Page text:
June 30, 2017 2:30 am
Don’t neglect skin care – Pressurized air is very dry. Moisturizing before a flight will guard against parched, itchy skin – and the sunblock in most moisturizers will protect against the radiation one study says is commonplace in aircraft interiors.
Don’t fall asleep before take-off – If you do, it will be harder for you to equalize the pressure in your ears. Hold off on your snooze until your ears pop.
Don’t close the air vent – Recirculated air may not be fresh, but doctors suggest that leaving the vent open keeps germs from lingering in your personal space.
Don’t order coffee or tea – A study by the Environmental Protection Agency said 12 percent of airplanes carry water that tested positive for bacteria. Since heating doesn’t fully kill bacteria, it may be best to skip that hot drink.
Or guzzle a soda – Increased altitude may cause intestinal gas to expand up to 30 percent. If you have a sensitive stomach, choose water over a carbonated drink.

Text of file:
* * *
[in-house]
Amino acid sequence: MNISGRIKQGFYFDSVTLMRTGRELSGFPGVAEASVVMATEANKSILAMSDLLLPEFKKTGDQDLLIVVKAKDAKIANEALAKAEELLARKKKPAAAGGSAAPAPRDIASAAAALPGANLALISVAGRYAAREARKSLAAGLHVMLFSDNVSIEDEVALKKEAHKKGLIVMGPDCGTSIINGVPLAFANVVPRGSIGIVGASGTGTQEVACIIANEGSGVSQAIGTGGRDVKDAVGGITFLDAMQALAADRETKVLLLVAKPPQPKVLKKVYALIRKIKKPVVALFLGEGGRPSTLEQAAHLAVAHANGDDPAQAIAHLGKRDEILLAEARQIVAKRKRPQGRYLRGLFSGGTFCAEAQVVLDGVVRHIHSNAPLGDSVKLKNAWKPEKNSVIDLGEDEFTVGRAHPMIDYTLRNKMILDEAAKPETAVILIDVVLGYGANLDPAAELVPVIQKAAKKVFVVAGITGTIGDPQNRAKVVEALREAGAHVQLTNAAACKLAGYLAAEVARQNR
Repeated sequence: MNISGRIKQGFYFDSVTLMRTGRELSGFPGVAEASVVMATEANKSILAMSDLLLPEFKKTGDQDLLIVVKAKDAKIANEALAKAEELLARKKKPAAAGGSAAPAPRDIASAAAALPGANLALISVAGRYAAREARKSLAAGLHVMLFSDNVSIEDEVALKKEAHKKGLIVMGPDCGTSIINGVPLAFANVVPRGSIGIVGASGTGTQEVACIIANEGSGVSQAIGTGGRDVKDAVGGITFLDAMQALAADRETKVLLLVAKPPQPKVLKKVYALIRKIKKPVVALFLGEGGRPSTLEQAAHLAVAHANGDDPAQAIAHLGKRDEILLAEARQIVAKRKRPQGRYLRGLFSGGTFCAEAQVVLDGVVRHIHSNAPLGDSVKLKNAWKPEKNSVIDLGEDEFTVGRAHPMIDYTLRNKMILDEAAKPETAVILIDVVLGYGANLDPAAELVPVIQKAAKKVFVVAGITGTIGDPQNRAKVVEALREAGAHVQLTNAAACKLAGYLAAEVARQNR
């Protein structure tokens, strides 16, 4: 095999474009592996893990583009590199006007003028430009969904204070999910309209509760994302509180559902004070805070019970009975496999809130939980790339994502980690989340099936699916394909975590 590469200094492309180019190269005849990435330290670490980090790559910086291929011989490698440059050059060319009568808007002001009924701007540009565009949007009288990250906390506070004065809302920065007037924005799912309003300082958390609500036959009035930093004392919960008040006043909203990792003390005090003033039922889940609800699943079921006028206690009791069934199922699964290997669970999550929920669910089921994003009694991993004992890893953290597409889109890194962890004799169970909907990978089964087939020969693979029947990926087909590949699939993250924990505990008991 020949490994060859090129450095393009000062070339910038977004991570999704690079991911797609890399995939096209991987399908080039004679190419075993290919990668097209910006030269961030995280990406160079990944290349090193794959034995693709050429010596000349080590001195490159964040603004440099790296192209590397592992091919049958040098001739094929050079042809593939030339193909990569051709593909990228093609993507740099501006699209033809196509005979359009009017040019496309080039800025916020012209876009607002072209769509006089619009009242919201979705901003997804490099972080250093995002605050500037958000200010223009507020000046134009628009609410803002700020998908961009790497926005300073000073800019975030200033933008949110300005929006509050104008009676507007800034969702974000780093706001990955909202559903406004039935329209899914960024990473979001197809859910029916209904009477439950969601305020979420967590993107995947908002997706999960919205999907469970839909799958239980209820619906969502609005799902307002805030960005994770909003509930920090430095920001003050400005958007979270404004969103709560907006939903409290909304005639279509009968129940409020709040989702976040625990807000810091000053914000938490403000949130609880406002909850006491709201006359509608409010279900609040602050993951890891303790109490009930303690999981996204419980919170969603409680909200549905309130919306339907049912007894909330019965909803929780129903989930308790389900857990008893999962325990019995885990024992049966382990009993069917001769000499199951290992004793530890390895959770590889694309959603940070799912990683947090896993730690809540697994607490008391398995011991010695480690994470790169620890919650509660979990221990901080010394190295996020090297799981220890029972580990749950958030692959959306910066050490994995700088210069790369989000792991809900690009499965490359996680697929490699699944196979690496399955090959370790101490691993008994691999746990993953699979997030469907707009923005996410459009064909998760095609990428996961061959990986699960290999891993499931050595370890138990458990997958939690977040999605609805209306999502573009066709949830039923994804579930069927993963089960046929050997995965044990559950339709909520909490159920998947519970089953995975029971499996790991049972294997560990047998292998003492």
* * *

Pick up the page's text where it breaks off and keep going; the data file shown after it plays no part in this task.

Watch out for the seat-back tray – Studies show it’s the most bacteria-laden surface on the plane – even more so than the lavatory flush button. Clean it with an antibacterial wipe before using it – and don’t rest food or snacks directly on it.
Don’t sit for the entire flight – Sitting in one place for more than four hours can slow your circulation and may put you at increased risk for blood clots. Walk up and down the aisle every once in awhile or exercise your legs while seated by flexing your feet, ankles and knees.
There are ways to avoid the middle seat – If you’re stuck with one and hate being stuck between strangers, sign up for free alerts at expertflyer.com. Enter your flight number to be notified when a better seat pops up. Then you can go to the airline’s website and change your seat assignment.
Published with permission from RISMedia.